Authentic leaders inspire us. They build strong teams with complimentary skill sets. They drive high levels of trust and commitment in the groups they lead.
Authentic leaders can generate results over the long-term.
What Makes an Authentic Leader?
In an article for Harvard Business Review, Discovering Your Authentic Leadership, by Bill George, Peter Sims, Andrew N. McLean, and Diana Mayer discuss the research they conducted on how leaders become authentic leaders.
What did they find? The found that there is no secret leadership sauce.
After interviewing these individuals, we believe we understand why more than 1,000 studies have not produced a profile of an ideal leader.
Analyzing 3,000 pages of transcripts, our team was startled to see that these people did not identify any universal characteristics, traits, skills, or styles that led to their success. – Discovering Your Authentic Leadership
Many of us strive to be a successful leader. Unfortunately, sometimes conventional wisdom and corporate culture conspire to steer us in the direction of the generic leader.
We may think “Jane in Accounting is successful – I’ll try to be more like Jane”. Or “Steve Jobs was awesome, I will do more of that.”
You will never become an authentic leader by emulating others. When we describe authentic leaders, we use words like “genuine,” “real” and “true.” You can’t become any of those things be trying to be someone else.
Inherent in authenticity is leading on your own terms in a way that is aligned with your personal values and beliefs.
How to Be an Authentic Leader?
Authentic leaders know themselves and use their self awareness, life experience and passions as a foundation.
“The medium for developing into an authentic leader is not the destination but the journey itself – a journey to find your true self and the purpose of your life’s work.” – Bill George, Authentic Leadership: Rediscovering the Secrets to Creating Lasting Value
Are you developing as an authentic leader? Here are some ideas to help you on the journey:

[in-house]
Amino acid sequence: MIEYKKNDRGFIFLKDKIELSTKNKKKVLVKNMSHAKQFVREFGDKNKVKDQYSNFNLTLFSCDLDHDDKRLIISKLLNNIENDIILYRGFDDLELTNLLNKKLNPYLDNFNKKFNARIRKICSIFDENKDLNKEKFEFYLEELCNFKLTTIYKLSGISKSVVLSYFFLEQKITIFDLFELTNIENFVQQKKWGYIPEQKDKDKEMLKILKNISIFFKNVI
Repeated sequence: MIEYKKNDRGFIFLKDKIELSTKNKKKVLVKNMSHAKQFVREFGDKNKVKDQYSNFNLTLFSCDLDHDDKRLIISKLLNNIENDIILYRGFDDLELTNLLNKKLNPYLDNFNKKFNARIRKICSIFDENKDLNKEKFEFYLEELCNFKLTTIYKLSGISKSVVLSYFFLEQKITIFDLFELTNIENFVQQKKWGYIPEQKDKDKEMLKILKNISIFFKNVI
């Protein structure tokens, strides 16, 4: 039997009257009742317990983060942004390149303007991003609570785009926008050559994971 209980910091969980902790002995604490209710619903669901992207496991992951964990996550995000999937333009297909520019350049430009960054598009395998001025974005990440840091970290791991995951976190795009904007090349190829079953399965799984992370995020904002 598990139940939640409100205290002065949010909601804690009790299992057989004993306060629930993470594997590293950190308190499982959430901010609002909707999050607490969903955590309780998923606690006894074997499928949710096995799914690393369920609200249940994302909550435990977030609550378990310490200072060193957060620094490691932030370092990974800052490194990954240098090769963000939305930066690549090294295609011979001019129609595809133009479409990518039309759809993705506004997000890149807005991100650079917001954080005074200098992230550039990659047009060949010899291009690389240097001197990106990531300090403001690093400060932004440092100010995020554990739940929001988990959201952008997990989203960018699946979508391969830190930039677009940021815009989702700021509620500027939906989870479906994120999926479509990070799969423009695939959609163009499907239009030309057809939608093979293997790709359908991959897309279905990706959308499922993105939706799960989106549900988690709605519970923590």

1. Write your Leadership Philosophy
Make the link between how you want to lead and the personal values that guide your life. Once you have it written down, share it with others. Need some inspiration? Listen to a few personal credos at thisibelieve.org.
This I Believe, Inc. was founded in 2004 as an independent, not-for-profit organization that engages people of all ages and from all walks of life in writing and sharing of brief essays about the core values that guide their daily lives.
It is a great resource to help you find and articulate your core beliefs.
2. Turn Your Passion into Inspiration
Authentic leaders know and can articulate the passion that drives their life. They can use this passion to light the fire of inspiration in those they lead. Howard Schultz is a great example of how an authentic leader inspires.
- He tells his personal story often.
- He is the son of a struggling blue-collar worker.
- He grew up in the Brooklyn projects.
- He experienced what life was like without enough money and without health insurance.
- He had a vision of neighborhood coffee houses and building an ethically responsible company that cared for it employees (actually called “Partners”) and provides benefits to part-time workers.
3. Cultivate “Professional Intimacy”
Authenticity comes from knowing and accepting who you really are. This includes accepting both your strengths and weaknesses. No one is perfect or infallible and we don’t trust people who pretend to be either of those things. Let people get to know you.
Be willing to reveal some things about yourself that are not perfect. You don’t have to give the people at work a blow-by-blow of deep personal problems, but you could talk about common day-to-day struggles.
I worked with a highly authentic C-level executive who had a great story about how hard it was for her, personally, to relocate. I heard her tell it numerous times.
It let people get to know her, without revealing details that would make – or the listener – uncomfortable.
4. Do What You Say You Will Do (DWYSYWD)
Authentic leaders follow-through. Simply stated, your team will judge your credibility by the degree to which your words and actions align. That’s not all. The simple practice of attention to follow through generates big business results.
Tony Simmons, Cornell Professor and author of The Integrity Dividend: Leading by the Power of Your Word, found that in organizations where employees believe that managers follow through on promises were substantially more profitable than organizations whose managers scored average or below average to follow-through.
These organizations also enjoyed deeper employee commitment, lower turnover and superior customer service.
Remembering the Clock
Finally, make sure you have left yourself the time to be authentic. Are the things you call important the things you give your time, effort and energy? Is your calendar aligned to your leadership philosophy? If the answer is no, you must correct this disconnect.
Authenticity is a journey of self-discovery. We are all unique and every person takes a different path.
Are you on a journey to become an authentic leader? What are you doing to develop? Are there specific life experiences that have helped mold you as authentic leader?
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- Why I”m Stalking Starbucks CEO Howard Schultz (forbes.com)
- What Being an Authentic Leader Really Means (blogs.hbr.org)
- Managing Authenticity: The Paradox of Great Leadership (blogs.hbr.org)